The Next Greatest Generation Comes Home
On Tuesday USC's Price School for Public Policy hosted a conference presenting the difficulties veterans face when returning home from war. The conference focused specifically on unemployment and homelessness as well as other difficulties many veterans have when assimilating to civilian life. Most importantly the conference highlighted the difficulties veterans face internally, those of self worth and drive, that follow them after their service.
A variety of veterans spoke about their experiences in and outside of combat and described how the difficulties of coming home could be more strenuous than those of war. The loss of community and sense of self is often devastating to many returning soldiers, not just among those who suffer from PTSD, but also within the greater veteran population who must find employment and housing after taking off the uniform.
The veterans however, are not without hope. The military provides vital skills that can be translated to civilian industry, what’s missing is greater utilization of services that can assist veterans in this transition. Programs like job skill training and college refresher programs can greatly assist in a veteran’s transition to civilian life but often go underutilized due to a dissonance that can arise after returning from service.
"We must not only have these programs but connect our veterans to them," said General David Petraeus, a current professor at USC and retired four star general whose most distinguished command came during The Iraq War. “Hanging up the uniform and leaving ones comrades and military life is often very difficult, neither going back to school or entering the civilian workforce is as easy as it might seem.”
Too often General Petraeus’s sentiments hold true. Young men and women who sometimes only a few months prior had been fighting under a unified banner for a combined goal find themselves without a sense direction once they leave military service. Civilian industry can seem banal, not for the lack of combat or adrenaline rushes, but for the absence of brotherhood and principal that guided their previous employment. Established programs do exist however that can bestow upon veterans the same sense of purpose they felt during their employment and utilize the skills they learned during their service.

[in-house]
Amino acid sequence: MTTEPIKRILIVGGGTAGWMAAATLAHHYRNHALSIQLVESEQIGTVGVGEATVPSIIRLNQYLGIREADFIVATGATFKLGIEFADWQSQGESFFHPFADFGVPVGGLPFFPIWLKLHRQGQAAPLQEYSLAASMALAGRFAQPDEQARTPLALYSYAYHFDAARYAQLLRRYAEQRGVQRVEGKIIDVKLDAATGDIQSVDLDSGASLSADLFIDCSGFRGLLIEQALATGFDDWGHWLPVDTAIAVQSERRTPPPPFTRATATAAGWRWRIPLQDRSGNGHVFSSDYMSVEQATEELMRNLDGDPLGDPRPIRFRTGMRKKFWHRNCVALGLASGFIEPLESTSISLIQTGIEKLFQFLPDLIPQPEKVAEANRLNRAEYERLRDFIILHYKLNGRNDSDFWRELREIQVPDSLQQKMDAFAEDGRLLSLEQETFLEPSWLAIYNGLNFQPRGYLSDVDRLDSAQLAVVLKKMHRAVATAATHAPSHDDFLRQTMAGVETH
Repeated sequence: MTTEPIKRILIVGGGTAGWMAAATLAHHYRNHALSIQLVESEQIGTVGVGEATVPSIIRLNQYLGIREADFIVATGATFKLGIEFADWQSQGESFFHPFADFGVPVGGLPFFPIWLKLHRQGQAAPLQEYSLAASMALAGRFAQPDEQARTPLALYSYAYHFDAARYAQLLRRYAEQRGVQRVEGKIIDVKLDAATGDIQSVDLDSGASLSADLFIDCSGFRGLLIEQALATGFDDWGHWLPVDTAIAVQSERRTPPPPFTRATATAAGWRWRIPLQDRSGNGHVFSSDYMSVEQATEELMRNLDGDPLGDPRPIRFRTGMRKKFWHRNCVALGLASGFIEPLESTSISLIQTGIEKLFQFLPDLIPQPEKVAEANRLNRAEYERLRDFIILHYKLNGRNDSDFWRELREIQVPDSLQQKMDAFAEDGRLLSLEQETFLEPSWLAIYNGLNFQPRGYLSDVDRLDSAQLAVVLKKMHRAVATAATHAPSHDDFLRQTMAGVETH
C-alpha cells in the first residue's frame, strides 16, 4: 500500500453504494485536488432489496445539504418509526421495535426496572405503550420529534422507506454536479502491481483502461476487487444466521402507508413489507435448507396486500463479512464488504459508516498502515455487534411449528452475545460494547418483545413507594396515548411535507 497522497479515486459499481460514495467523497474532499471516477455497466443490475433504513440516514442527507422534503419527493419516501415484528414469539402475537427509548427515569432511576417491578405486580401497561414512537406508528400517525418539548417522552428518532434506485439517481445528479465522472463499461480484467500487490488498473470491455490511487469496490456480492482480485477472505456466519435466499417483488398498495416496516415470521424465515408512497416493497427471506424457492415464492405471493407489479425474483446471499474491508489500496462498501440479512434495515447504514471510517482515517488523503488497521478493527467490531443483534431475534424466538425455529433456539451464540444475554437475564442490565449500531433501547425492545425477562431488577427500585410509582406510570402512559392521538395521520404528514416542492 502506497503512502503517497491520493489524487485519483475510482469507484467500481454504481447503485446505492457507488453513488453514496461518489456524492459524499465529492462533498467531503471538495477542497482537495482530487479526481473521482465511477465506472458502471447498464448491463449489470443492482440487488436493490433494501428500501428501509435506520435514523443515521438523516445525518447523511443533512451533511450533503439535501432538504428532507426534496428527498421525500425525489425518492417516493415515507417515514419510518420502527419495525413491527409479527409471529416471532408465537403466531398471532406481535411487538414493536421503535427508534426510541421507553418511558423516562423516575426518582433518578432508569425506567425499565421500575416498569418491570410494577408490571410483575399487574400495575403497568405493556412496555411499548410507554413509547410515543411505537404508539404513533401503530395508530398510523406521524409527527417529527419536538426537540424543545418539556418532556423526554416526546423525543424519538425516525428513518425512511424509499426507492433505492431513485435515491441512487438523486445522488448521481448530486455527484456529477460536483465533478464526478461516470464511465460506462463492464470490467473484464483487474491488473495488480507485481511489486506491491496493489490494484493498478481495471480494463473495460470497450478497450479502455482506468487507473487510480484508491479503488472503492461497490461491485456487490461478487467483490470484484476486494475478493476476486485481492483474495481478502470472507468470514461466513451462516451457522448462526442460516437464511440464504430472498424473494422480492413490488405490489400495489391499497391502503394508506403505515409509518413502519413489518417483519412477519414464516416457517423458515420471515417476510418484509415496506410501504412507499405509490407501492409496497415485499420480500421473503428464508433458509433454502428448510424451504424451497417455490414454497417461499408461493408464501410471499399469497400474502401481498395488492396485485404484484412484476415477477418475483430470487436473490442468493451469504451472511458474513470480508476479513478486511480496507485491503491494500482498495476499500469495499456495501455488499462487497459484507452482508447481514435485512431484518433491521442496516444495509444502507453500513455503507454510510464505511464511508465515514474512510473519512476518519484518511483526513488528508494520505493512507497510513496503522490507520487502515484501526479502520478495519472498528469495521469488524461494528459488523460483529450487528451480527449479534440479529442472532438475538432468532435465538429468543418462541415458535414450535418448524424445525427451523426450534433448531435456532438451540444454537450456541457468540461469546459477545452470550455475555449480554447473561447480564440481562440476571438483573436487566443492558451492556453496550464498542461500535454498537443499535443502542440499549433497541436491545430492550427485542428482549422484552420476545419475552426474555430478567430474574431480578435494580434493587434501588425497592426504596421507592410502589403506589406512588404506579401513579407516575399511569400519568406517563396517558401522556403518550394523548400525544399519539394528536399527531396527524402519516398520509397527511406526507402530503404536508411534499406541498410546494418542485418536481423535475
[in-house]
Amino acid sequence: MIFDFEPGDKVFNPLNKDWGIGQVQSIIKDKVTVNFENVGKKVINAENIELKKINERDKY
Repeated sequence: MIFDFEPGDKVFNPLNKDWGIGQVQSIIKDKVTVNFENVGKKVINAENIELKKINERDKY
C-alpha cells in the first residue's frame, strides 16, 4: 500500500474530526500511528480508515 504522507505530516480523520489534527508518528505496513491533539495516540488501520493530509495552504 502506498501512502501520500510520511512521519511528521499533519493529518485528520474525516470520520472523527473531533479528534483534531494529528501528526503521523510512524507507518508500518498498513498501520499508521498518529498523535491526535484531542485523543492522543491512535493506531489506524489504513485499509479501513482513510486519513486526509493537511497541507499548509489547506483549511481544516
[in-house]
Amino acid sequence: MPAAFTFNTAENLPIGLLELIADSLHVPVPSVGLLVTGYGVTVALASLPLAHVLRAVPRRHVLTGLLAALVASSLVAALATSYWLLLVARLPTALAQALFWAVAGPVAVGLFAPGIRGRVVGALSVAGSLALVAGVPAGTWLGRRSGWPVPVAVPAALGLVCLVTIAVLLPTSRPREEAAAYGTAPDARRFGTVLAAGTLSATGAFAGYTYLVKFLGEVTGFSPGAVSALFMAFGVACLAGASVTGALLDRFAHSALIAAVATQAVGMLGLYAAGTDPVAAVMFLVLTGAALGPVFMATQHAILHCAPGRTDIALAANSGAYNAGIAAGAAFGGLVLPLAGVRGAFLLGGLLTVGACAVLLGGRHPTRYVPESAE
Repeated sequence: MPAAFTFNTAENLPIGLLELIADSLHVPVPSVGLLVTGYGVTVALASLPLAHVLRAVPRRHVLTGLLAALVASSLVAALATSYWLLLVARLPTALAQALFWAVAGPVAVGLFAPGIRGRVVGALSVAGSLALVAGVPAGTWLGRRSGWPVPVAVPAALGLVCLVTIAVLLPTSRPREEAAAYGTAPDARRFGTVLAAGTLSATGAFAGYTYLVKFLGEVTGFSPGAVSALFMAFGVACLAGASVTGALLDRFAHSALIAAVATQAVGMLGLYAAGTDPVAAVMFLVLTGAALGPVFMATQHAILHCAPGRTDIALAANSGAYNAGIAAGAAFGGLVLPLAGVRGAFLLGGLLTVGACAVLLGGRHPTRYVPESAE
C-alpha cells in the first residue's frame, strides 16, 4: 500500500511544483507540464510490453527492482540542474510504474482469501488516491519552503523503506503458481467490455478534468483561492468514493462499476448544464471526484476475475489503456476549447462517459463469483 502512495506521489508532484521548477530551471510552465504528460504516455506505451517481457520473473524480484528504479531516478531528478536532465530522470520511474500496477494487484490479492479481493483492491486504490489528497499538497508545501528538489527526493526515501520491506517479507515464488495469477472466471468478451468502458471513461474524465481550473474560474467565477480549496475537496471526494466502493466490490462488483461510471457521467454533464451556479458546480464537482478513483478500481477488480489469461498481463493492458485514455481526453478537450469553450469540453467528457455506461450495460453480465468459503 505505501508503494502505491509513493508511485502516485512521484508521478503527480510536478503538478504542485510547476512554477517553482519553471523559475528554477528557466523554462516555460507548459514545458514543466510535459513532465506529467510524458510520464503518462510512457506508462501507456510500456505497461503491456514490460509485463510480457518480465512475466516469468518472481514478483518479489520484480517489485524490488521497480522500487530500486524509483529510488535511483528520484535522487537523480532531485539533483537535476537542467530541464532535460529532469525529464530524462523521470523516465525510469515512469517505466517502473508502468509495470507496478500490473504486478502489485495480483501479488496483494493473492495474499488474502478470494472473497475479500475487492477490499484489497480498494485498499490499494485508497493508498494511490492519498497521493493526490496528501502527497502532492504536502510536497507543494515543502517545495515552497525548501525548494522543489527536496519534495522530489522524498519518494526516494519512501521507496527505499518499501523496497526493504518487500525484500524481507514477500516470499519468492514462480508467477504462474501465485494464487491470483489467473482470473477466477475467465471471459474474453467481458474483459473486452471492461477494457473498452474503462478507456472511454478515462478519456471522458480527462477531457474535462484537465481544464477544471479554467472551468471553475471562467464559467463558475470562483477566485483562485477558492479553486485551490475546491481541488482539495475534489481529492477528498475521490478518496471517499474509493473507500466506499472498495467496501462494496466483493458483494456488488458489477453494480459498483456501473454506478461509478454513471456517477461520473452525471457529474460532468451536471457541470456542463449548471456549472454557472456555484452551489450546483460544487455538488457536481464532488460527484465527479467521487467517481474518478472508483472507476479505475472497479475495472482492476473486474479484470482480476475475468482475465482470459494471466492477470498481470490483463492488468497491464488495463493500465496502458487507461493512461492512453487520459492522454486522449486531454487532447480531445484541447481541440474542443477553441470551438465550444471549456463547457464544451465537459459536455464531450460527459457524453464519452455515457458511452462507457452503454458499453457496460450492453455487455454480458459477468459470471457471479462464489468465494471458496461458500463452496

"These hands that I had, these skills that I had, that were trained for war could just as easily be trained for peace," said Jake Wood, cofounder of Team Rubicon and veteran of The United States Marine Corps. Team Rubicon works to foster an environment for veterans where they are able to serve others, both abroad and domestically, by utilizing the skills they learned during their service.
Jake Wood and his cofounder William McNulty founded Team Rubicon shortly after the 2010 earthquake in Haiti. The Team rallied to assist Haitian natives in any way they could and according to Wood their unique background and skill set allowed them to “go to places (in Haiti) where other organizations couldn’t or wouldn’t go.” But the Team didn’t take on its present form until a year later when a friend and brother in arms of Wood took his own life and Wood then realized the cathartic potential that service in the post military life could have on veterans. Wood wanted to deliver to other veterans what he believed Clay had lost when he returned home from Iraq, “his purpose, his community, and his sense of self.”
But as Carl Castro, a 33-year veteran of the US army and recent addition to the school of social work, reminds, “many many veterans make a successful transition (to civilian life) because of the skills talents, leadership they learned while serving.” The problem with these veterans is that they fall off the map and do not have the opportunity to deliver assistance or at least provide data to aid in the assimilation of fellow veterans who may have had a harder time. What did these veterans do that made them successful and how can we translate their success, either through policy or other initiatives to aid struggling veterans.
Professor Castro emphasied the importance of strong relationships with family, friends, community and self. Relationships that can create a support network and bestow upon veterans "this sense of accomplishment, this sense of pride with what they've done, this ability that they know that they can tackle anything."
Like any strong aid program, veteran assistance must start at the core. It must create a positive mental foundation that education and employment can build on. It must create a sense of self worth and pride not only for the service that the veterans have completed but also for the work and service that the veterans will complete once they return to civilian life.
In the words of Jake Wood, “You can give a veteran a job and you can give him a roof over his head, but if he or she does not find purpose or value or community in his or her life than we are setting them up for failure. I believe this generation can be the next greatest generation…but what we need is for society at large to challenge us to do that.”